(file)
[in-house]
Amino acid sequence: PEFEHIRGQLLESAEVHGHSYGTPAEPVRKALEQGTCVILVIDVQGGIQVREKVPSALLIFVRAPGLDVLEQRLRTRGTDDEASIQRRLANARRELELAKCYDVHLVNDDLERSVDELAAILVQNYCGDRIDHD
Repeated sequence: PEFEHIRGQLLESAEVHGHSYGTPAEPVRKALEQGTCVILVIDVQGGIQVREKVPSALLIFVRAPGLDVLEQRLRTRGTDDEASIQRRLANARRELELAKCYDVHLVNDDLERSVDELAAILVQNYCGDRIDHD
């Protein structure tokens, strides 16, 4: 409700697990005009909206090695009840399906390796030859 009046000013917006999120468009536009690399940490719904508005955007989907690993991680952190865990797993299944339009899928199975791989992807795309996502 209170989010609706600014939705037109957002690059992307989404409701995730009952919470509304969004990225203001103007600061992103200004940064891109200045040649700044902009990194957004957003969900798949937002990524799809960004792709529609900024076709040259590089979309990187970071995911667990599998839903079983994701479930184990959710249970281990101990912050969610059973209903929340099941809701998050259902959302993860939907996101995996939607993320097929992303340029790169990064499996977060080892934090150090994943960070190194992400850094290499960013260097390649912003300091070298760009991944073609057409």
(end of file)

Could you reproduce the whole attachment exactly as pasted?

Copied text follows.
[in-house]
Amino acid sequence: PEFEHIRGQLLESAEVHGHSYGTPAEPVRKALEQGTCVILVIDVQGGIQVREKVPSALLIFVRAPGLDVLEQRLRTRGTDDEASIQRRLANARRELELAKCYDVHLVNDDLERSVDELAAILVQNYCGDRIDHD
Repeated sequence: PEFEHIRGQLLESAEVHGHSYGTPAEPVRKALEQGTCVILVIDVQGGIQVREKVPSALLIFVRAPGLDVLEQRLRTRGTDDEASIQRRLANARRELELAKCYDVHLVNDDLERSVDELAAILVQNYCGDRIDHD
């Protein structure tokens, strides 16, 4: 409700697990005009909206090695009840399906390796030859 009046000013917006999120468009536009690399940490719904508005955007989907690993991680952190865990797993299944339009899928199975791989992807795309996502 209170989010609706600014939705037109957002690059992307989404409701995730009952919470509304969004990225203001103007600061992103200004940064891109200045040649700044902009990194957004957003969900798949937002990524799809960004792709529609900024076709040259590089979309990187970071995911667990599998839903079983994701479930184990959710249970281990101990912050969610059973209903929340099941809701998050259902959302993860939907996101995996939607993320097929992303340029790169990064499996977060080892934090150090994943960070190194992400850094290499960013260097390649912003300091070298760009991944073609057409």